Matty Healy, frontman of rock band The 1975, is apologizing for some comments he made disparaging hip-hop culture for its misogyny while insisting that rock music is now 100-per-cent free of misogyny.
Healy, 29, made the controversial remarks in an interview with The Fader, when asked for his opinion about the prevalence of drugs on rock music at the moment.
“One of the problems is the youth of hip-hop,” Healy declared. “At the moment, with SoundCloud rap, it’s become a bit of a drug-taking competition, and that happened in rock and roll. Those things get weeded out the longer those things exist. The reason misogyny doesn’t happen in rock and roll anymore is because it’s a vocabulary that existed for so long is that it got weeded out. It still exists in hip-hop because [the genre] is so young, but it’ll stop. That’s why you have this moment with young black men — Kanye-aged men, as well — talking about their relationship with themselves, which is a big step forward for hip-hop. Drake, for example. But then they’ll be like, ‘But I still got b**ches.’ The scene’s relationship with women hasn’t caught up to its relationship with itself, but that’s something that will happen.”
RELATED: The 1975 Channel The Talking Heads In Wild New Video For ‘It’s Not Living (If It’s Not With You)’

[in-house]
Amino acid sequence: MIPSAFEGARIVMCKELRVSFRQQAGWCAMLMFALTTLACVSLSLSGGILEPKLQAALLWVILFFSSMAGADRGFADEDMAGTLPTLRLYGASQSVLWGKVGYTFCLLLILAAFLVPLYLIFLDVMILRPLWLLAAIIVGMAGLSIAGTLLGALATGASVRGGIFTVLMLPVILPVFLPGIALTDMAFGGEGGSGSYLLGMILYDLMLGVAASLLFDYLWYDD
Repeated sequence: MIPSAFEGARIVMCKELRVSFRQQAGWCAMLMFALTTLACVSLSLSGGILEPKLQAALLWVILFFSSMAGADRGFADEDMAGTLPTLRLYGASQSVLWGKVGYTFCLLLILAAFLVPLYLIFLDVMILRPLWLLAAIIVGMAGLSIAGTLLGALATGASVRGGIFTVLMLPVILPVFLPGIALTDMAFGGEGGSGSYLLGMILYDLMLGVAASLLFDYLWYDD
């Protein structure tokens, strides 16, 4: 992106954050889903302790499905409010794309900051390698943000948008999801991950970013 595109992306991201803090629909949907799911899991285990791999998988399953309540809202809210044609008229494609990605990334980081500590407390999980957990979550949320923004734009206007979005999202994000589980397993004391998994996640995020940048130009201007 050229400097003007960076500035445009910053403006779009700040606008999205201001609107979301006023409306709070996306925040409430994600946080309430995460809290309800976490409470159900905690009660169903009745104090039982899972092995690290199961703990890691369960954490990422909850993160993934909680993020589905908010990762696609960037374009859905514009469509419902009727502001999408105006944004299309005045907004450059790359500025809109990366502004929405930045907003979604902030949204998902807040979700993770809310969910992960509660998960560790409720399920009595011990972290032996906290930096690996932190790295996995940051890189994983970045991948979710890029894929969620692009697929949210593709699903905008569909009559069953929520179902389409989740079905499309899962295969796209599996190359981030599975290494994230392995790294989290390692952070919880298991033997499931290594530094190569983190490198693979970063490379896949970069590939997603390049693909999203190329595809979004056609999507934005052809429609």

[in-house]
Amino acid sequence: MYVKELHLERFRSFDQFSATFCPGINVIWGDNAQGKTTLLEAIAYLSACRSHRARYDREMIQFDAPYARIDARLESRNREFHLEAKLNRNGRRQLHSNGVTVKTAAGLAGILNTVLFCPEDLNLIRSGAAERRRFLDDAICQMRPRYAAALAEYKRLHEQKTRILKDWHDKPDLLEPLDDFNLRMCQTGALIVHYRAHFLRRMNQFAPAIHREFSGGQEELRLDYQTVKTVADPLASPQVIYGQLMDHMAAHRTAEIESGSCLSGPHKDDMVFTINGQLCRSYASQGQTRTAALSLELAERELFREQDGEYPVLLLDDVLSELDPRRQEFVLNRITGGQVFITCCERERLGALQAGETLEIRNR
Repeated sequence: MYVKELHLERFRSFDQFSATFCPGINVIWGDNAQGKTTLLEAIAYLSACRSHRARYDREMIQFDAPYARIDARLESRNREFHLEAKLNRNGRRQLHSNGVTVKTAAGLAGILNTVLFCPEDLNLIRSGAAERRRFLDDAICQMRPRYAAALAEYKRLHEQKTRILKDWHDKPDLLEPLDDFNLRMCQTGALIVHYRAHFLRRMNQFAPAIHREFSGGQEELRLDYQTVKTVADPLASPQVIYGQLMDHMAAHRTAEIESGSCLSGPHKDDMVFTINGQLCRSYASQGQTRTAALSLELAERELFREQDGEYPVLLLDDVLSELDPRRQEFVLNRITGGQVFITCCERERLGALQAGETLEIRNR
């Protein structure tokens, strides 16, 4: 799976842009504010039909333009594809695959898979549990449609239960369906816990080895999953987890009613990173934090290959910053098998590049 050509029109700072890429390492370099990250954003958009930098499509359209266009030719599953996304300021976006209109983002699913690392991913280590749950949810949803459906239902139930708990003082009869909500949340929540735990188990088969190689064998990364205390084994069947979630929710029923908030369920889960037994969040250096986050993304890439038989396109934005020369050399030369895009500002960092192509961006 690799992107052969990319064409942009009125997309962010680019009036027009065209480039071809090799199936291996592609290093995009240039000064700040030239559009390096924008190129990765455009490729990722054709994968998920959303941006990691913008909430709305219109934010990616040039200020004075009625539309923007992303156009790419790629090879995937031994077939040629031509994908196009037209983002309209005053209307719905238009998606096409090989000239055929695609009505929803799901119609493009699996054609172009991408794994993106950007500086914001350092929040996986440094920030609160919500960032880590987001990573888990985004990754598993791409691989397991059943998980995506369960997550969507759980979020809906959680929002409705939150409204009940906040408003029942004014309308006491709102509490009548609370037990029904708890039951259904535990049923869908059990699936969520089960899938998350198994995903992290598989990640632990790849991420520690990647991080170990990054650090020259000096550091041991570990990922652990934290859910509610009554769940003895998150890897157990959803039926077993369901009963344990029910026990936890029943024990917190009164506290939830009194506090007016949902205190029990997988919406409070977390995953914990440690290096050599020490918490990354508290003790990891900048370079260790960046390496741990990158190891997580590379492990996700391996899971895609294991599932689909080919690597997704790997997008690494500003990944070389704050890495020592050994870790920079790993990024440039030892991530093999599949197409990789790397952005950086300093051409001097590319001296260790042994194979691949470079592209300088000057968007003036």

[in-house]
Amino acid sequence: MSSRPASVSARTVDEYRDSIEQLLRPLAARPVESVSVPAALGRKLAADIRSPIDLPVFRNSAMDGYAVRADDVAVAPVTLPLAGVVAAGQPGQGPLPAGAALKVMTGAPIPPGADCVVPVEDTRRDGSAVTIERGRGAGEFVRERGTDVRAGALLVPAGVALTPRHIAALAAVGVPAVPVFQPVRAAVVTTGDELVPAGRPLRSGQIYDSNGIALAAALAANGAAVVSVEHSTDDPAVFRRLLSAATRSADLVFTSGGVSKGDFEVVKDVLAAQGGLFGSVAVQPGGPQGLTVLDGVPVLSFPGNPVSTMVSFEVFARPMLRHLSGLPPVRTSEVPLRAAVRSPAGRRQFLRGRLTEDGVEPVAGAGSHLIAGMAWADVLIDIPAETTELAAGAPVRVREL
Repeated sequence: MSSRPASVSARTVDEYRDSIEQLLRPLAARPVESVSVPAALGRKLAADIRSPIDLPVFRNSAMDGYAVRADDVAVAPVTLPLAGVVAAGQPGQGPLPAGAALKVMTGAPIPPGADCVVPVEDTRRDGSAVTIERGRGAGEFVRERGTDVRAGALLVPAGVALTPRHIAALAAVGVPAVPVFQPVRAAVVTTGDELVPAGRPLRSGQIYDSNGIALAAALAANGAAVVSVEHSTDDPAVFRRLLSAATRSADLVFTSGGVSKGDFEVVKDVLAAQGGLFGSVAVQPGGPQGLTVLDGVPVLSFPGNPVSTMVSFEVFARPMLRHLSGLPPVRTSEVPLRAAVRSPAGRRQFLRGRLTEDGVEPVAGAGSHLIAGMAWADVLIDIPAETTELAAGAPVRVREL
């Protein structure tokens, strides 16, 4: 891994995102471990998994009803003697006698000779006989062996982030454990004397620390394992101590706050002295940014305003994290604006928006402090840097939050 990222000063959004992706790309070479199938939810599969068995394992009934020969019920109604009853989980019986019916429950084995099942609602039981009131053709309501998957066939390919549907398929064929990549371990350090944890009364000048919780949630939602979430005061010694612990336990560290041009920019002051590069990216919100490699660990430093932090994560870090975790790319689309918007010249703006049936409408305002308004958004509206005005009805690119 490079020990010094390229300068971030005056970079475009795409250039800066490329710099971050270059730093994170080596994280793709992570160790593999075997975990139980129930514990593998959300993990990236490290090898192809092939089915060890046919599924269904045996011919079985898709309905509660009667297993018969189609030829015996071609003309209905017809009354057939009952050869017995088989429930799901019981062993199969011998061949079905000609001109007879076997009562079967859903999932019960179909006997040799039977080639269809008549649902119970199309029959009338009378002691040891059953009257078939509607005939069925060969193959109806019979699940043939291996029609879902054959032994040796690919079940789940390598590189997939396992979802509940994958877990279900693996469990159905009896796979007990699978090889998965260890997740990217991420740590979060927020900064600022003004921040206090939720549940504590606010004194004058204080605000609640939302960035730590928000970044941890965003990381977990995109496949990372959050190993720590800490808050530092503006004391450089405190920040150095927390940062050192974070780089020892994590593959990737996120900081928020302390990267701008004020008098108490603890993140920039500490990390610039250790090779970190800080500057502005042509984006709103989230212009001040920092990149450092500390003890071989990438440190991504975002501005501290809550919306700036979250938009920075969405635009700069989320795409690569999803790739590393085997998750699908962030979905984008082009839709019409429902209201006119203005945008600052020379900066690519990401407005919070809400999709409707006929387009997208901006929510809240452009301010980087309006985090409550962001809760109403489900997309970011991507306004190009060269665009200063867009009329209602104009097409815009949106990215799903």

Healy subsequently took to Twitter to apologize for his words, sharing that part of the interview and admitting he came across as “patronizing, uninformed and reductive.”
He continued in a series of tweets, admitting that “what I said isn’t correct,” but wrote that he may have been misquoted, as what he recalled saying was that “misogyny wasn’t ALLOWED” in rock, admitting that “RAMPANT misogyny” still exists in rock music.
RELATED: The 1975’s Matty Healy Opens Up About Heroin Addiction, Admits People Started To ‘Lose Respect’ For Him
He concluded by admitting he “was simplifying a complex issue without the right amount of education on the subject,” clarifying that he wasn’t apologizing for what he said, but was apologizing “for the fact my words could INSINUATE that misogyny in culture and music is an exclusively hip hop (black) issue. I do not believe that.”